YouTube Takes Down, Reinstates Video Critical of Biden Afghanistan Withdrawal

By Jack Phillips
Jack Phillips
Jack Phillips
Breaking News Reporter
Jack Phillips is a breaking news reporter at The Epoch Times based in New York.
January 9, 2022 Updated: January 9, 2022

A music video produced by singer John Ondrasik that criticized President Joe Biden’s withdrawal from Afghanistan was removed and reinstated by YouTube, highlighting concerns about whether the Google-owned platform is censoring dissenting viewpoints.

“I have just received notification that @YouTube has taken down the ‘Blood on My Hands’ – White House Docu-Music video,” he wrote on Twitter. “Blood on My Hands” received more than 250,000 views on YouTube in five days before it was taken down, he told news outlets.

“Before posting, I placed a ‘Graphic Warning’ disclaimer at the front of the video to let the audience know that the content would not be suitable for younger audiences due to images of Taliban atrocities,” remarked Ondrasik. “YouTube reviewed the video and inserted a child content restriction which I appreciated and found appropriate.”

Last week, YouTube confirmed in a Twitter post that it reinstated the video.

“Following up: this was our mistake & we’ve reinstated your video. So sorry this happened and thanks for being patient while we worked this out,” the company wrote to Ondrasik on the platform.

The exact reason why or how it was taken down is not clear, and The Epoch Times has contacted YouTube for additional comment.

Ondrasik wrote that he accepted YouTube’s apology, although he told Fox News about why the clip was targeted by the Google-owned company.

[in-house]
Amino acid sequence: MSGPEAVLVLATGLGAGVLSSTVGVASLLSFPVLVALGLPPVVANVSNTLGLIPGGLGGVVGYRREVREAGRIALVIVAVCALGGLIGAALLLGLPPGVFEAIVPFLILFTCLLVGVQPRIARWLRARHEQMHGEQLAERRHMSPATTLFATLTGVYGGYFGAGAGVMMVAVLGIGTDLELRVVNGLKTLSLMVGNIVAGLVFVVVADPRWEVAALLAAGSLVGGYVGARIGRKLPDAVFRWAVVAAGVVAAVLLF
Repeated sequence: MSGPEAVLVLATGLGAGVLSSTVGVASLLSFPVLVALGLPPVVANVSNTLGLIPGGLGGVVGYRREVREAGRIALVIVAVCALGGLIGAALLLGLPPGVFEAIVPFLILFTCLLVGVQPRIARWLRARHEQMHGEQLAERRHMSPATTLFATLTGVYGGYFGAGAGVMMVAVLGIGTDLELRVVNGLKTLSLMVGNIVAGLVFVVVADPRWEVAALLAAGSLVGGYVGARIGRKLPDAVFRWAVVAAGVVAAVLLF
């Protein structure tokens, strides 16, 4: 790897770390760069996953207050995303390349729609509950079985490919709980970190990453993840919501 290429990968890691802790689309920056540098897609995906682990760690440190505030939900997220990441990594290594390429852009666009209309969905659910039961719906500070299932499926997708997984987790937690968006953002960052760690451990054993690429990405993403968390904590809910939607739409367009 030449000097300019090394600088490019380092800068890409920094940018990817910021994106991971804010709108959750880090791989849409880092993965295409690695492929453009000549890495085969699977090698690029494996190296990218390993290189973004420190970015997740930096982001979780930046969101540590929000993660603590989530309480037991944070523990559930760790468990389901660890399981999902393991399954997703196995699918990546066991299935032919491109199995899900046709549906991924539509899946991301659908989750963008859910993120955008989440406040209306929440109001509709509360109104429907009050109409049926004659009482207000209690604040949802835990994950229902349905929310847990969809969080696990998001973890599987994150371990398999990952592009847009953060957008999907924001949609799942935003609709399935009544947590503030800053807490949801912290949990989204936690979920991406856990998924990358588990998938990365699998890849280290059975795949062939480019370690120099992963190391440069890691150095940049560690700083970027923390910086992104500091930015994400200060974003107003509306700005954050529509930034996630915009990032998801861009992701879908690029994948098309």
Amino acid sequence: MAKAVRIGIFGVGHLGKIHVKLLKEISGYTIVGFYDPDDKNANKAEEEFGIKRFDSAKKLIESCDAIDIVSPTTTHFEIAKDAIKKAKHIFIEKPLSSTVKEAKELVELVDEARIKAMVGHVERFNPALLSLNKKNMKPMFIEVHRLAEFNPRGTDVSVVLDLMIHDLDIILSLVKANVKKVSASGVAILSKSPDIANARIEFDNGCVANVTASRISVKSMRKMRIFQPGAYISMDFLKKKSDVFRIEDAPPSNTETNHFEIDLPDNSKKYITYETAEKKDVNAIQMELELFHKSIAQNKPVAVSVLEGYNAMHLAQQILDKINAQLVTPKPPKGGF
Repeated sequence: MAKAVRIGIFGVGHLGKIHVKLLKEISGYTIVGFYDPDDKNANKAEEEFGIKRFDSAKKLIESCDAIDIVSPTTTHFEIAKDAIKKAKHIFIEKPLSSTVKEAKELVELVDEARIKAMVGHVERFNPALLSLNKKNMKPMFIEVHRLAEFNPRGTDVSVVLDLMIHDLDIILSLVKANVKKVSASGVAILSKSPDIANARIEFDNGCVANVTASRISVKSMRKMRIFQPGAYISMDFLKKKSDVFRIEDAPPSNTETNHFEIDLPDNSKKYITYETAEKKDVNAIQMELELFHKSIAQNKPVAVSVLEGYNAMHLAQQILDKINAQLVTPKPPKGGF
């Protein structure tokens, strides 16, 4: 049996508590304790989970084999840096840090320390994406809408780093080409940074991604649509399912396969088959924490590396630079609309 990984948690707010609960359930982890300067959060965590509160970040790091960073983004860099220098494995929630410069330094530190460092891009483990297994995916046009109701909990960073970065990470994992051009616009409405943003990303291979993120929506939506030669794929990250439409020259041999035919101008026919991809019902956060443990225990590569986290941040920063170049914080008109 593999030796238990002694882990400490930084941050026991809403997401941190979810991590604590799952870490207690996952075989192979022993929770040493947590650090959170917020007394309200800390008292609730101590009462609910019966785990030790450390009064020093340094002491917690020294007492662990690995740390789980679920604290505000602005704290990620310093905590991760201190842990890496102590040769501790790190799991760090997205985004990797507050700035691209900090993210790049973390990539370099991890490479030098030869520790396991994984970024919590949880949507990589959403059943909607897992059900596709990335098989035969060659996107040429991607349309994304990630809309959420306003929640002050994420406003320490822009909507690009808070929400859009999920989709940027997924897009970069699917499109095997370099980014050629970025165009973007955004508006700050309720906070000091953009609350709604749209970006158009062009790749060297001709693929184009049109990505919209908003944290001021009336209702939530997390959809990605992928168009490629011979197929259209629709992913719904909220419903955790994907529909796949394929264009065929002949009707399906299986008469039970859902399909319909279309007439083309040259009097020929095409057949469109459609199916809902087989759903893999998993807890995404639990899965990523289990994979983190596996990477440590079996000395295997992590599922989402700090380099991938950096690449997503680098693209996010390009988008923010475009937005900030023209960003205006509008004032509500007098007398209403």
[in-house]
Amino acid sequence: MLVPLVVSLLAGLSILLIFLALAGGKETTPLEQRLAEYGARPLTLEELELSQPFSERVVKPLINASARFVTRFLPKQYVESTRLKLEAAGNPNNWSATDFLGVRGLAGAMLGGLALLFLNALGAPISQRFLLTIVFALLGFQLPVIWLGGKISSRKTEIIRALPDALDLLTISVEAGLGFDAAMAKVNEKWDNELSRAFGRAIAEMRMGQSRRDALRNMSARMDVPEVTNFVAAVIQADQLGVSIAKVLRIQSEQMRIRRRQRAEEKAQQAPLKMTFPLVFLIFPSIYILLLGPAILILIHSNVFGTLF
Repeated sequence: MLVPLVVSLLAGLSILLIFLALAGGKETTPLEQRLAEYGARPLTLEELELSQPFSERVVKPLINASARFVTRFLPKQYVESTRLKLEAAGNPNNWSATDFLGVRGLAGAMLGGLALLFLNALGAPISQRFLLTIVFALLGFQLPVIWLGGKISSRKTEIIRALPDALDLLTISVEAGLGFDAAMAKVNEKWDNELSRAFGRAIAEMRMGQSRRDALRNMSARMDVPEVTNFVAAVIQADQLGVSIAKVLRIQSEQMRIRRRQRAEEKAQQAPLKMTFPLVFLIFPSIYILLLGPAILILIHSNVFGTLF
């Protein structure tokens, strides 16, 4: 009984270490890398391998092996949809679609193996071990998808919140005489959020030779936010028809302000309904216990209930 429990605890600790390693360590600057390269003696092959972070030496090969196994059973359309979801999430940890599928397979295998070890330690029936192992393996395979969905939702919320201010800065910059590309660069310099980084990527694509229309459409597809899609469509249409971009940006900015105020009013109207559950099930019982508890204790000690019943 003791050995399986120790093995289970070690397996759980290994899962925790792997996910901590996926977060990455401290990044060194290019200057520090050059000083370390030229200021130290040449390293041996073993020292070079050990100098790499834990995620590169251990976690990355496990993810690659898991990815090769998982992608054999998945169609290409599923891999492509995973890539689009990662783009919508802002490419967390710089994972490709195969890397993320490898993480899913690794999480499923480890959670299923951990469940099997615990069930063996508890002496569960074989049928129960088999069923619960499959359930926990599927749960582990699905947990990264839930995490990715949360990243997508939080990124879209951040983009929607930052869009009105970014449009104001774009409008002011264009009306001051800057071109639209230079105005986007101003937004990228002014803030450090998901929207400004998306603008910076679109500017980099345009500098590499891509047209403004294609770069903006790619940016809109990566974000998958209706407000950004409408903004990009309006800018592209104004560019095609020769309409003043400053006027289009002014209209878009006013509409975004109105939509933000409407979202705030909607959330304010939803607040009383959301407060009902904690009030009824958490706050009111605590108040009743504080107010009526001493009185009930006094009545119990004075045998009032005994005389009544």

“The reality that this tends to just happen when artists or people are criticizing one side of the aisle makes it hard to give them that benefit of the doubt,” the Five for Fighting musician told Fox. “But that said, they did the right thing—they addressed it quickly. They reposted it, which I appreciate.”

In addition to graphic scenes that depict Taliban violence, the video also poked fun at Biden, Secretary of State Anthony Blinken, and Joint Chiefs of Staff Mark Milley

“To not show said Taliban atrocities in any artistic statement on Afghanistan would be a gross injustice to the victims and enable the Taliban’s ongoing persecution of 40 million Afghan citizens,” he also wrote on Twitter. “That YouTube took down the video after 5 days, as it was growing in reach, should concern anyone who values free speech and advocacy for humanitarian causes.”

YouTube’s decision-making around Ondrasik’s video is sure to prompt further criticism of the San Bruno, California-based platform’s policies. Last week, Sen. Rand Paul. (R-Ky.) announced he’s leaving YouTube for Rumble as part of a larger effort to decouple from Big Tech amid recent high-profile bans.

“Many in Congress, on the Left and the Right, want to break up or regulate Big Tech, but few of these loud voices have actually stepped up and quit using Big Tech,” Paul wrote in a recent op-ed. “So today, I announce that I will begin an exodus from Big Tech. I will no longer post videos on YouTube unless it is to criticize them or announce that viewers can see my content on rumble.com.”

Jack Phillips
Breaking News Reporter
Jack Phillips is a breaking news reporter at The Epoch Times based in New York.